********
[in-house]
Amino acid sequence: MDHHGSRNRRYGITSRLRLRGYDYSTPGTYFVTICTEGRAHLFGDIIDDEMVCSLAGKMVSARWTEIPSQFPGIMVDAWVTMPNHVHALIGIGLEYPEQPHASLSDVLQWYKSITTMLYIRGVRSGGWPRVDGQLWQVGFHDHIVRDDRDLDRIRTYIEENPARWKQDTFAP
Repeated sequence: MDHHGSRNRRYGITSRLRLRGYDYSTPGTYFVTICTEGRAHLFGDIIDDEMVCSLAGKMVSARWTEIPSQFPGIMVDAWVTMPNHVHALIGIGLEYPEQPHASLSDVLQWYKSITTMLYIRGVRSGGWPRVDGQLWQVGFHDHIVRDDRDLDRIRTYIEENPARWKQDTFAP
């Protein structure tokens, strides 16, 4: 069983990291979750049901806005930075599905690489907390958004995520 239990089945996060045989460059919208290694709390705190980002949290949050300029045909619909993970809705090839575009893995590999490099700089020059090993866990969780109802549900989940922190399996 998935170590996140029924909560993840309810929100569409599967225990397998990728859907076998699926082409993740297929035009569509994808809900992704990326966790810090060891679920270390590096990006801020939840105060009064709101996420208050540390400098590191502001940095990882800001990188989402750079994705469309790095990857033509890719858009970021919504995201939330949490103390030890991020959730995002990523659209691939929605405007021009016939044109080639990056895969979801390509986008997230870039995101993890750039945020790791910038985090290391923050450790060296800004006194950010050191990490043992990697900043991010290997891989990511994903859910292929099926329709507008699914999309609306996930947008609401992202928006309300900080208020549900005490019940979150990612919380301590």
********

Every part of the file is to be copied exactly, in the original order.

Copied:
[in-house]
Amino acid sequence: MDHHGSRNRRYGITSRLRLRGYDYSTPGTYFVTICTEGRAHLFGDIIDDEMVCSLAGKMVSARWTEIPSQFPGIMVDAWVTMPNHVHALIGIGLEYPEQPHASLSDVLQWYKSITTMLYIRGVRSGGWPRVDGQLWQVGFHDHIVRDDRDLDRIRTYIEENPARWKQDTFAP
Repeated sequence: MDHHGSRNRRYGITSRLRLRGYDYSTPGTYFVTICTEGRAHLFGDIIDDEMVCSLAGKMVSARWTEIPSQFPGIMVDAWVTMPNHVHALIGIGLEYPEQPHASLSDVLQWYKSITTMLYIRGVRSGGWPRVDGQLWQVGFHDHIVRDDRDLDRIRTYIEENPARWKQDTFAP
């Protein structure tokens, strides 16, 4: 069983990291979750049901806005930075599905690489907390958004995520 239990089945996060045989460059919208290694709390705190980002949290949050300029045909619909993970809705090839575009893995590999490099700089020059090993866990969780109802549900989940922190399996 998935170590996140029924909560993840309810929100569409599967225990397998990728859907076998699926082409993740297929035009569509994808809900992704990326966790810090060891679920270390590096990006801020939840105060009064709101996420208050540390400098590191502001940095990882800001990188989402750079994705469309790095990857033509890719858009970021919504995201939330949490103390030890991020959730995002990523659209691939929605405007021009016939044109080639990056895969979801390509986008997230870039995101993890750039945020790791910038985090290391923050450790060296800004006194950010050191990490043992990697900043991010290997891989990511994903859910292929099926329709507008699914999309609306996930947008609401992202928006309300900080208020549900005490019940979150990612919380301590």